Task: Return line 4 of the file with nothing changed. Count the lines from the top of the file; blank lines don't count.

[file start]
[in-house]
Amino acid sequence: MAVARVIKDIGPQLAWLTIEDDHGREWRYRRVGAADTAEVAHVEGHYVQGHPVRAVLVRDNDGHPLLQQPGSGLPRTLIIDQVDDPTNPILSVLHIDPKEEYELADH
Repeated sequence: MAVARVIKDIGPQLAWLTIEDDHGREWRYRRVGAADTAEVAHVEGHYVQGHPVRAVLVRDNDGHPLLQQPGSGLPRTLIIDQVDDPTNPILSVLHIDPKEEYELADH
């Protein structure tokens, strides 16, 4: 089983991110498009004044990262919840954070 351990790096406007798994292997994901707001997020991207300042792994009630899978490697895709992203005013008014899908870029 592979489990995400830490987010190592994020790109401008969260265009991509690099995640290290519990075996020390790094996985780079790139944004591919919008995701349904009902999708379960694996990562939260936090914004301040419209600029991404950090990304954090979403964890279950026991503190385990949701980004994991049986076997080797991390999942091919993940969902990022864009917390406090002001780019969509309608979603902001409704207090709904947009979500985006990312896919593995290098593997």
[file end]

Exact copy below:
């Protein structure tokens, strides 16, 4: 089983991110498009004044990262919840954070 351990790096406007798994292997994901707001997020991207300042792994009630899978490697895709992203005013008014899908870029 592979489990995400830490987010190592994020790109401008969260265009991509690099995640290290519990075996020390790094996985780079790139944004591919919008995701349904009902999708379960694996990562939260936090914004301040419209600029991404950090990304954090979403964890279950026991503190385990949701980004994991049986076997080797991390999942091919993940969902990022864009917390406090002001780019969509309608979603902001409704207090709904947009979500985006990312896919593995290098593997």